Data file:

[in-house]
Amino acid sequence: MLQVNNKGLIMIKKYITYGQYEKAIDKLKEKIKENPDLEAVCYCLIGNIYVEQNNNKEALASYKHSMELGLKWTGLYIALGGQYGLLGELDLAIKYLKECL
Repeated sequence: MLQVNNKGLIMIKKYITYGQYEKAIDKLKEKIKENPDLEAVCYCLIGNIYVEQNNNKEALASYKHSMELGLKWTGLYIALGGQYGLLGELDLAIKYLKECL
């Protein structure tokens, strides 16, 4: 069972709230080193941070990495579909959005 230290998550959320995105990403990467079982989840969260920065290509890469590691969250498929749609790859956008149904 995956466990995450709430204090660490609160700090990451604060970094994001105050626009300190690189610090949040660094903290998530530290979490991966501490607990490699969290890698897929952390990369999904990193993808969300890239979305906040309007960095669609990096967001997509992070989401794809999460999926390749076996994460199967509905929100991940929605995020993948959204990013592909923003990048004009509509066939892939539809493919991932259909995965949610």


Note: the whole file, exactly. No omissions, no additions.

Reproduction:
[in-house]
Amino acid sequence: MLQVNNKGLIMIKKYITYGQYEKAIDKLKEKIKENPDLEAVCYCLIGNIYVEQNNNKEALASYKHSMELGLKWTGLYIALGGQYGLLGELDLAIKYLKECL
Repeated sequence: MLQVNNKGLIMIKKYITYGQYEKAIDKLKEKIKENPDLEAVCYCLIGNIYVEQNNNKEALASYKHSMELGLKWTGLYIALGGQYGLLGELDLAIKYLKECL
């Protein structure tokens, strides 16, 4: 069972709230080193941070990495579909959005 230290998550959320995105990403990467079982989840969260920065290509890469590691969250498929749609790859956008149904 995956466990995450709430204090660490609160700090990451604060970094994001105050626009300190690189610090949040660094903290998530530290979490991966501490607990490699969290890698897929952390990369999904990193993808969300890239979305906040309007960095669609990096967001997509992070989401794809999460999926390749076996994460199967509905929100991940929605995020993948959204990013592909923003990048004009509509066939892939539809493919991932259909995965949610």